Book of Abstracts: Albany 2005
Introns are Inserted into Nucleosome DNA
Introns comprise large portion of eukaryotic genome (∼30% of human genome). Their origin is unknown. There are two main hypotheses about the time of intron incorporation: ?introns early? -- stating that they exist in early cells and were subsequently lost in prokaryotes and ?introns late? -- stating that they invaded eukaryotes after the separation from prokaryotes. There are conflicting opinions about the importance of introns in cell functioning. Some relate to them as junk DNA. Others thought them to be an essential part of chromatin structure. Following the ?introns late? line of thought and previously discovered connection between nucleosome positioning and gene splicing, this work investigates the possibility of intron insertion into DNA sequences bound in nucleosomes and subsequent changes in nucleosome positioning DNA sequence pattern.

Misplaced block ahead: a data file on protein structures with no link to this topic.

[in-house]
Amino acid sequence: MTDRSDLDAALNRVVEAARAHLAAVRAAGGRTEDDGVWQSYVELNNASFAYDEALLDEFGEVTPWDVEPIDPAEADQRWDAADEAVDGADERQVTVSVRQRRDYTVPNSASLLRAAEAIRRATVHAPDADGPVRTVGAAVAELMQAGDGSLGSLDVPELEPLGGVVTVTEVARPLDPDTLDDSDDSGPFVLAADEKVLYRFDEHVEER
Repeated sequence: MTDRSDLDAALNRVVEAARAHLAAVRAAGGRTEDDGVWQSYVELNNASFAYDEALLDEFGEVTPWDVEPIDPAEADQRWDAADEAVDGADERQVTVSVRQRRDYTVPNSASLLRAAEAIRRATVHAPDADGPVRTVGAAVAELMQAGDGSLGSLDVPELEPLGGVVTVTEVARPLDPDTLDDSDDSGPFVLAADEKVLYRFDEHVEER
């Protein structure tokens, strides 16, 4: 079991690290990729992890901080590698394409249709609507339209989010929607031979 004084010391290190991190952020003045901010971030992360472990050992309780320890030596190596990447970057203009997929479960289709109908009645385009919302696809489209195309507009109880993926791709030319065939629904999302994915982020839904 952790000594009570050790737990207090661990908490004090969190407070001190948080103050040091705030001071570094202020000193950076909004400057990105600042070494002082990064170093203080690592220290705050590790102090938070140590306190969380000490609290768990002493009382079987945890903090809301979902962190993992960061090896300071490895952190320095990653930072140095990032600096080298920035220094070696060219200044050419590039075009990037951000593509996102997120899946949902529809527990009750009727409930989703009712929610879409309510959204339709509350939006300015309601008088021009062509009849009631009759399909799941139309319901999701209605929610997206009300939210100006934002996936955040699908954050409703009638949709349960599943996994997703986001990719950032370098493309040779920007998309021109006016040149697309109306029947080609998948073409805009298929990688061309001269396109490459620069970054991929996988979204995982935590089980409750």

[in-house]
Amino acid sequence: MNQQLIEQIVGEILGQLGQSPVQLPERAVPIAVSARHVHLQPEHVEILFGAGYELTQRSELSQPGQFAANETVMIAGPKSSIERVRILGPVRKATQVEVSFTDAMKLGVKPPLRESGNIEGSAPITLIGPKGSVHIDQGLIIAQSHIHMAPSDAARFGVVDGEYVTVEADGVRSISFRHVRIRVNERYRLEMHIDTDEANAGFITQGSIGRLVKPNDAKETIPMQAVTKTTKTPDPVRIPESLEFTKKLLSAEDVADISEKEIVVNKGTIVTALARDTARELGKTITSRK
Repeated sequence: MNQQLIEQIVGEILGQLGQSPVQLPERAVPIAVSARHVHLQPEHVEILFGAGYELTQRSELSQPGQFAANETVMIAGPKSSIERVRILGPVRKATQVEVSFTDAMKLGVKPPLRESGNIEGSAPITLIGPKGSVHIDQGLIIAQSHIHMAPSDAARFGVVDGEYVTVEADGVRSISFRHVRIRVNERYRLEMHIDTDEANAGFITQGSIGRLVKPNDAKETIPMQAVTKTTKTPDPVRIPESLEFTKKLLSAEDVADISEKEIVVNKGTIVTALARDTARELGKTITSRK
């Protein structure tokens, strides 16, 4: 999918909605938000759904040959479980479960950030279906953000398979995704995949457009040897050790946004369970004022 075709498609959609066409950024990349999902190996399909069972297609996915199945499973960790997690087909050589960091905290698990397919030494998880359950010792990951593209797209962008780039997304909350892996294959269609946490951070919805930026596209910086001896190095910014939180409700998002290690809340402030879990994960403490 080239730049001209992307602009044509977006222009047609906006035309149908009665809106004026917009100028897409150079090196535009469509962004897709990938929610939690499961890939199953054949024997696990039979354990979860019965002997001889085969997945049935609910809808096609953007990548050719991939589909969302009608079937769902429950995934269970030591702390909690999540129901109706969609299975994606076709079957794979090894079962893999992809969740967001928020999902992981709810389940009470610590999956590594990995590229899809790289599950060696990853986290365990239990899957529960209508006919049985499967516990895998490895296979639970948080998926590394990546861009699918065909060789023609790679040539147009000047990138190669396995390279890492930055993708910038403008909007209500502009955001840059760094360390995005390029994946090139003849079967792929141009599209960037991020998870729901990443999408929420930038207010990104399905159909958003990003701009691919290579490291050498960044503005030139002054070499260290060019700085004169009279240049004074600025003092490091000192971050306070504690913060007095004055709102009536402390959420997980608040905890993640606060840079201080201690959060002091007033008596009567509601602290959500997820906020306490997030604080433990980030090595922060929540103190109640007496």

Using large data base of protein-coding intron-containing DNA sequences, we show, by examination of the phase of nucleosome positioning DNA sequence pattern in the vicinity of splice junction, that introns appear to be incorporated in those places where nucleosomes have being positioned before the intron insertion. This phenomenon supports ?introns late? hypothesis. The result is highly statistically significant despite the limitations of currently available nucleosome positioning methods. We analyze also the difference between intron sequences in the vicinity of exon-intron and intron-exon splice junctions from the point of view of nucleosome positioning signal. Finally, we discuss the possible reasons of the above intron insertion and the role that introns play in cell functioning.
Genome Diversity Center